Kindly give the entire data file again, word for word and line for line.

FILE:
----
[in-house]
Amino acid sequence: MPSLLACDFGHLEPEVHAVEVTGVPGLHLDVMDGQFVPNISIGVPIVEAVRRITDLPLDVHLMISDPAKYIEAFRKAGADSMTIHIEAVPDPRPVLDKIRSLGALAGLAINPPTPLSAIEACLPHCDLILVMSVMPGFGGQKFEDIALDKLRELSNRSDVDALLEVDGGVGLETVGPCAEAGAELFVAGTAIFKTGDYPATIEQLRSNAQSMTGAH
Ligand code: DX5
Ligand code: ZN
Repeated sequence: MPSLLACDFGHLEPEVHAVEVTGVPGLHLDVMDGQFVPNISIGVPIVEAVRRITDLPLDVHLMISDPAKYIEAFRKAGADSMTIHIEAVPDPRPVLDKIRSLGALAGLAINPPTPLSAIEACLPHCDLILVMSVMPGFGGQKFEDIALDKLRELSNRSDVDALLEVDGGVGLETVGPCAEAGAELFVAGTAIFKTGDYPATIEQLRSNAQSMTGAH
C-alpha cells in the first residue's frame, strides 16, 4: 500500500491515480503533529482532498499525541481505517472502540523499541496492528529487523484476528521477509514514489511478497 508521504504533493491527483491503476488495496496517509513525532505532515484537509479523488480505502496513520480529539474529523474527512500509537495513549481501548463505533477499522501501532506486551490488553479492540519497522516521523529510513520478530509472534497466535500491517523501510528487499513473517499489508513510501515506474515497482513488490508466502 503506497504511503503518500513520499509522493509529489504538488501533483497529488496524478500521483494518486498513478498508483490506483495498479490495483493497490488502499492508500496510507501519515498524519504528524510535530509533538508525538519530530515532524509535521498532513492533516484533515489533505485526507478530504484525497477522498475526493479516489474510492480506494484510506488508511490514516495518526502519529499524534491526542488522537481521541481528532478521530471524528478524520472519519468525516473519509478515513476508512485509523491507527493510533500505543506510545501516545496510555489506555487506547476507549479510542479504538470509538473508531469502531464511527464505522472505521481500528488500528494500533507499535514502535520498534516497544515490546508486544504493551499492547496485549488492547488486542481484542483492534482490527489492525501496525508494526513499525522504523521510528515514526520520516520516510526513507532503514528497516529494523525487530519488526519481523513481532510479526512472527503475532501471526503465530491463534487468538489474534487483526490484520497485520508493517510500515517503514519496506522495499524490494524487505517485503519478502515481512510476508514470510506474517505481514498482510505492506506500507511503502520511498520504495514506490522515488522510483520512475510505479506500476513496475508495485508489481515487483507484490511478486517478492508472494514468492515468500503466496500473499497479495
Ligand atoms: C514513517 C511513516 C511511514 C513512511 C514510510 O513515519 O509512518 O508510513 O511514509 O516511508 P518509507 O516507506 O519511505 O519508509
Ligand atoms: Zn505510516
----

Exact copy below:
[in-house]
Amino acid sequence: MPSLLACDFGHLEPEVHAVEVTGVPGLHLDVMDGQFVPNISIGVPIVEAVRRITDLPLDVHLMISDPAKYIEAFRKAGADSMTIHIEAVPDPRPVLDKIRSLGALAGLAINPPTPLSAIEACLPHCDLILVMSVMPGFGGQKFEDIALDKLRELSNRSDVDALLEVDGGVGLETVGPCAEAGAELFVAGTAIFKTGDYPATIEQLRSNAQSMTGAH
Ligand code: DX5
Ligand code: ZN
Repeated sequence: MPSLLACDFGHLEPEVHAVEVTGVPGLHLDVMDGQFVPNISIGVPIVEAVRRITDLPLDVHLMISDPAKYIEAFRKAGADSMTIHIEAVPDPRPVLDKIRSLGALAGLAINPPTPLSAIEACLPHCDLILVMSVMPGFGGQKFEDIALDKLRELSNRSDVDALLEVDGGVGLETVGPCAEAGAELFVAGTAIFKTGDYPATIEQLRSNAQSMTGAH
C-alpha cells in the first residue's frame, strides 16, 4: 500500500491515480503533529482532498499525541481505517472502540523499541496492528529487523484476528521477509514514489511478497 508521504504533493491527483491503476488495496496517509513525532505532515484537509479523488480505502496513520480529539474529523474527512500509537495513549481501548463505533477499522501501532506486551490488553479492540519497522516521523529510513520478530509472534497466535500491517523501510528487499513473517499489508513510501515506474515497482513488490508466502 503506497504511503503518500513520499509522493509529489504538488501533483497529488496524478500521483494518486498513478498508483490506483495498479490495483493497490488502499492508500496510507501519515498524519504528524510535530509533538508525538519530530515532524509535521498532513492533516484533515489533505485526507478530504484525497477522498475526493479516489474510492480506494484510506488508511490514516495518526502519529499524534491526542488522537481521541481528532478521530471524528478524520472519519468525516473519509478515513476508512485509523491507527493510533500505543506510545501516545496510555489506555487506547476507549479510542479504538470509538473508531469502531464511527464505522472505521481500528488500528494500533507499535514502535520498534516497544515490546508486544504493551499492547496485549488492547488486542481484542483492534482490527489492525501496525508494526513499525522504523521510528515514526520520516520516510526513507532503514528497516529494523525487530519488526519481523513481532510479526512472527503475532501471526503465530491463534487468538489474534487483526490484520497485520508493517510500515517503514519496506522495499524490494524487505517485503519478502515481512510476508514470510506474517505481514498482510505492506506500507511503502520511498520504495514506490522515488522510483520512475510505479506500476513496475508495485508489481515487483507484490511478486517478492508472494514468492515468500503466496500473499497479495
Ligand atoms: C514513517 C511513516 C511511514 C513512511 C514510510 O513515519 O509512518 O508510513 O511514509 O516511508 P518509507 O516507506 O519511505 O519508509
Ligand atoms: Zn505510516